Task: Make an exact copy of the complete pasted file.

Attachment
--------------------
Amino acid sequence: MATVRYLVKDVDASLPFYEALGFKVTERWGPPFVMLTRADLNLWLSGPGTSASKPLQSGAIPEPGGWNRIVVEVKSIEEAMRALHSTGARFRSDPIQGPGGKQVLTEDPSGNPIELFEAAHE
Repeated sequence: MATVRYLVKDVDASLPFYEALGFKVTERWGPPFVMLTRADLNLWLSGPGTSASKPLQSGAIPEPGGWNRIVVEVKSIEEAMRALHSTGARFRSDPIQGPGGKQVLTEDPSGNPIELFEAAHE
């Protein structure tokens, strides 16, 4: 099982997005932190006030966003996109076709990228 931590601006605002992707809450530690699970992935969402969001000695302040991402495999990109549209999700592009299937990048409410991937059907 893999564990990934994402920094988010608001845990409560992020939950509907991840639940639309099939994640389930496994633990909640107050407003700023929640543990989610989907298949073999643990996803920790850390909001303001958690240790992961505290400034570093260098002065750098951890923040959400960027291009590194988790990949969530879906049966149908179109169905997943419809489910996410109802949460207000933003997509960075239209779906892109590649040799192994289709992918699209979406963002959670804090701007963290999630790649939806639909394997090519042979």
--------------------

Amino acid sequence: MATVRYLVKDVDASLPFYEALGFKVTERWGPPFVMLTRADLNLWLSGPGTSASKPLQSGAIPEPGGWNRIVVEVKSIEEAMRALHSTGARFRSDPIQGPGGKQVLTEDPSGNPIELFEAAHE
Repeated sequence: MATVRYLVKDVDASLPFYEALGFKVTERWGPPFVMLTRADLNLWLSGPGTSASKPLQSGAIPEPGGWNRIVVEVKSIEEAMRALHSTGARFRSDPIQGPGGKQVLTEDPSGNPIELFEAAHE
């Protein structure tokens, strides 16, 4: 099982997005932190006030966003996109076709990228 931590601006605002992707809450530690699970992935969402969001000695302040991402495999990109549209999700592009299937990048409410991937059907 893999564990990934994402920094988010608001845990409560992020939950509907991840639940639309099939994640389930496994633990909640107050407003700023929640543990989610989907298949073999643990996803920790850390909001303001958690240790992961505290400034570093260098002065750098951890923040959400960027291009590194988790990949969530879906049966149908179109169905997943419809489910996410109802949460207000933003997509960075239209779906892109590649040799192994289709992918699209979406963002959670804090701007963290999630790649939806639909394997090519042979």